Koofteh (Persian meatballs) are the epitome of Iranian comfort food! This recipe for lamb meatballs with dried cherries and pistachios is a must-make!
Persian cuisine is well known and loved for dishes that combine unique flavors and textures.
Cooks use combinations of sweet fruit and warm spices for flavor, plus nuts or seeds for texture. When those ingredients pair up with a neutral-flavored food like rice or ground meat, the dish is elevated to unimaginable deliciousness!
A great example of this is Persian crispy rice. That dish features basmati rice with aromatic saffron and tart, crunchy pomegranate arils. After a unique cooking process, the rice becomes crispy on the bottom. It's inverted onto a plate for serving. Tahdig is more than a simple side dish; it’s delicious edible art!
A similar experience happens when you try koofteh for the first time. After the first bite, you’ll realize that these are not ordinary lamb meatballs.
What does Koofteh taste like?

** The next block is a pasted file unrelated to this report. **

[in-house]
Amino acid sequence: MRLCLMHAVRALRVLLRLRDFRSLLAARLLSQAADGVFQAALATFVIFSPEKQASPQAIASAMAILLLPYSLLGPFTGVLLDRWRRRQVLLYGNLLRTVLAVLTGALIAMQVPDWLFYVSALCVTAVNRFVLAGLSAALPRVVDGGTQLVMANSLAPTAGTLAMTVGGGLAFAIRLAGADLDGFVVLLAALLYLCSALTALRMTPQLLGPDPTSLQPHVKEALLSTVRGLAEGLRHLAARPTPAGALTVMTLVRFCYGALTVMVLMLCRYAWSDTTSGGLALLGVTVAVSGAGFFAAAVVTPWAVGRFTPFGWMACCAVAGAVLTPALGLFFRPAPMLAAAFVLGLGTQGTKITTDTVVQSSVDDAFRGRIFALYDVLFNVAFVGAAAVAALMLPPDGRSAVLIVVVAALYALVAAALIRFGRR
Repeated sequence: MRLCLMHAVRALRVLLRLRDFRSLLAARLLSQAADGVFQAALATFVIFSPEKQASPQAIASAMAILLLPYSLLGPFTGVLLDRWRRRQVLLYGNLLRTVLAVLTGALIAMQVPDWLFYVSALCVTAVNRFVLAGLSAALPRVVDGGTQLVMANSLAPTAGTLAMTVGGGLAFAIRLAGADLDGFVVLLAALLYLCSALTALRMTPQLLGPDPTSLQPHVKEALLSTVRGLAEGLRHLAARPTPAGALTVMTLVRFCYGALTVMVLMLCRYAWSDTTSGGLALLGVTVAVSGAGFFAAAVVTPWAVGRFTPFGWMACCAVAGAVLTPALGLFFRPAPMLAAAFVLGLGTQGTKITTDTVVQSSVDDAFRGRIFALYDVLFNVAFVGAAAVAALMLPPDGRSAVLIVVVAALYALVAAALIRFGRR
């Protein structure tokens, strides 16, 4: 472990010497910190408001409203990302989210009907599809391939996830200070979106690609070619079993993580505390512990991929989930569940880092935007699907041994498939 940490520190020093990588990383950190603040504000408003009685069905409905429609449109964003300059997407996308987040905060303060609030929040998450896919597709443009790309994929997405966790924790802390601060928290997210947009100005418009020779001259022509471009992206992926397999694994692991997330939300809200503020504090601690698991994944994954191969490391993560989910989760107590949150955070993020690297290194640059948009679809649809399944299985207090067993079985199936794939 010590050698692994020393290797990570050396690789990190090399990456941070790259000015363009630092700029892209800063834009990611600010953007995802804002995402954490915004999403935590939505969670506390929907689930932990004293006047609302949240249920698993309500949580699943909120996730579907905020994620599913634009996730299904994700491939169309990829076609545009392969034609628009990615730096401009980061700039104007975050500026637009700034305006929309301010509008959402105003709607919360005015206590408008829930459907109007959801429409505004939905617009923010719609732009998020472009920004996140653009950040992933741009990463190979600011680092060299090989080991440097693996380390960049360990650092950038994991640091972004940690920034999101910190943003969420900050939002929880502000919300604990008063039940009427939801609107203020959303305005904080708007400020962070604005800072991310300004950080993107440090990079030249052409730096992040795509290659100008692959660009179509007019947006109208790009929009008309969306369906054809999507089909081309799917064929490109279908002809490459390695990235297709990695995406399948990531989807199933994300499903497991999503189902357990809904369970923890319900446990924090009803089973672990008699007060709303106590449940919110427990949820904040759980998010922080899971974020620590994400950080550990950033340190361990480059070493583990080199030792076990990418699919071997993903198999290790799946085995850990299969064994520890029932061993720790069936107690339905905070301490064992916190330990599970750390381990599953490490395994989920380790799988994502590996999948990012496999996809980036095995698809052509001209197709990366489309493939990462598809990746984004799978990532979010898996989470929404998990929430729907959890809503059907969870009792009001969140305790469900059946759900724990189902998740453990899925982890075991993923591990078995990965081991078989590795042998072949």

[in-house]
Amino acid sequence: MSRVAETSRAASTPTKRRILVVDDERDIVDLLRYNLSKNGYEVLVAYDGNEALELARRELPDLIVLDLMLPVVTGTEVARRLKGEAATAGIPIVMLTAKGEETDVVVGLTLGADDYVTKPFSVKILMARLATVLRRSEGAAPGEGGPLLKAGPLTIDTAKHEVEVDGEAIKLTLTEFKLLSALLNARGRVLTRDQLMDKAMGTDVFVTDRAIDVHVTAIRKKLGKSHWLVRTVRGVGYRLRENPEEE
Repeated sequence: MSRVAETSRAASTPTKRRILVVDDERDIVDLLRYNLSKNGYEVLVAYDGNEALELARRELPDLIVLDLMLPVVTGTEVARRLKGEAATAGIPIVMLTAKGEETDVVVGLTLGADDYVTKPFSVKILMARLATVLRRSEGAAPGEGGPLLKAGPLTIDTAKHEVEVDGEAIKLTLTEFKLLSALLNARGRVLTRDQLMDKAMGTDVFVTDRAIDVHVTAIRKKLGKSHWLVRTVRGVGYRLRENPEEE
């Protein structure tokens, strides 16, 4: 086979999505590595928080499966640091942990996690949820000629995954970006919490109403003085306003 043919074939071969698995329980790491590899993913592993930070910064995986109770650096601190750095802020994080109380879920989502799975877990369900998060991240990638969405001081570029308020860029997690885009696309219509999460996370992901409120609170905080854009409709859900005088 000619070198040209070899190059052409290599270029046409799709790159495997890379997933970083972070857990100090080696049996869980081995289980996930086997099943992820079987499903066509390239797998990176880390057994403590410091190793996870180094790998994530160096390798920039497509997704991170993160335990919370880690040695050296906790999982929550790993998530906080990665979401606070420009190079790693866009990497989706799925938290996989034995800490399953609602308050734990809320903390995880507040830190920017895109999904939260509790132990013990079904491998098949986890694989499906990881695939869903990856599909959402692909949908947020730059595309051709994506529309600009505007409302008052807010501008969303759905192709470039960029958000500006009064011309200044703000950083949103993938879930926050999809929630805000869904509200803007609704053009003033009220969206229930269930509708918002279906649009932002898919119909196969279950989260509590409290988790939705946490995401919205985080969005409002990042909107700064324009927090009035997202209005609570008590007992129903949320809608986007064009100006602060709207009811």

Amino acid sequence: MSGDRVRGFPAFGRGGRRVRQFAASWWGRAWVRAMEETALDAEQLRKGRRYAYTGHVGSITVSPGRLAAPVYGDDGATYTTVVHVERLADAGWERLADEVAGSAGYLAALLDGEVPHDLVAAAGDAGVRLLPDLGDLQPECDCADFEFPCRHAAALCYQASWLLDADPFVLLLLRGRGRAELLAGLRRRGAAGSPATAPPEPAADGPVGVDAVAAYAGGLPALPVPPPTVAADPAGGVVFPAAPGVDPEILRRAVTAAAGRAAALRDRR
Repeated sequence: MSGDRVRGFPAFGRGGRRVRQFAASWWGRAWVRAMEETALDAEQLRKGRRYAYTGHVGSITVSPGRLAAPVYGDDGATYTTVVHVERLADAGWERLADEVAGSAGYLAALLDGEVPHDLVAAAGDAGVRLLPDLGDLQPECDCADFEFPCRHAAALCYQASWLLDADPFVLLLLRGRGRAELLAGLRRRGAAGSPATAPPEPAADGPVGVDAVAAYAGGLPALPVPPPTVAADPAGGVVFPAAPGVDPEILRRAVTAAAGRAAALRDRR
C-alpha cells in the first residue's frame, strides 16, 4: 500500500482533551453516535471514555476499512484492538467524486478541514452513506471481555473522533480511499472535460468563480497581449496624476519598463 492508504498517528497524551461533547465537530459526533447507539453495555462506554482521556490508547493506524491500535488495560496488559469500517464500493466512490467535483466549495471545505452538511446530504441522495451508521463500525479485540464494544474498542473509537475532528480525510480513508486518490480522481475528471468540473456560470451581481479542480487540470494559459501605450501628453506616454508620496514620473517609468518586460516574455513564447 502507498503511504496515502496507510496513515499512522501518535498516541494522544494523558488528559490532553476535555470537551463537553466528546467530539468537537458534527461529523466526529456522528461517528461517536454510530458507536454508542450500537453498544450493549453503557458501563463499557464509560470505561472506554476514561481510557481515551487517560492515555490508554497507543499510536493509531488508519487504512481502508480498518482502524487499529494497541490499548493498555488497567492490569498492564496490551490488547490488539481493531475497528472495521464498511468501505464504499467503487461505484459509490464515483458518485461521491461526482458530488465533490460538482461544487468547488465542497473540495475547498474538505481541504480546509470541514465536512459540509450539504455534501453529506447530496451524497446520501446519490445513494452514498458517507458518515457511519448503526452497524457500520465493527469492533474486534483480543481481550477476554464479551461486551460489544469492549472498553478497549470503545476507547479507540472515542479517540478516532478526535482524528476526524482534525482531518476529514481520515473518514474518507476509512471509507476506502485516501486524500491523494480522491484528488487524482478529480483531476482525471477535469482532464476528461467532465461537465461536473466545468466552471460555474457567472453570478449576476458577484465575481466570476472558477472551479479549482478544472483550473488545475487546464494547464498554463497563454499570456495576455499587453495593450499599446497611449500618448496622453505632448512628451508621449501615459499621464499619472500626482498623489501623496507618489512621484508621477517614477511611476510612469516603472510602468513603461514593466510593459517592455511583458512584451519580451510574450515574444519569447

There are different variations of koofteh. Some include a combination of ground lamb with split peas, while others call for plums, dates, or raisins.
My meatball mixture is a combination of ground lamb, warm Middle Eastern spices, crunchy pistachios and sweet dried cherries. The result is an explosion of sweet, salty, and earthy flavors.
Trust me. Persian meatballs are out of this world delicious!
Ingredient Notes and Substitutions
- Ground lamb- Most koofteh recipes call for lamb, but ground beef, ground turkey or even ground chicken would be fine.
- Chopped pistachios- I recommend using unsalted or lightly salted pistachios if you can find them. Some brands are more heavily salted than others, and if there’s too much salt, it could overpower the flavor of the lamb.
You can use a different type of nut if you'd like. Almonds would be a good choice.
If you have any leftover pistachios, use them to make pistachio brittle for dessert!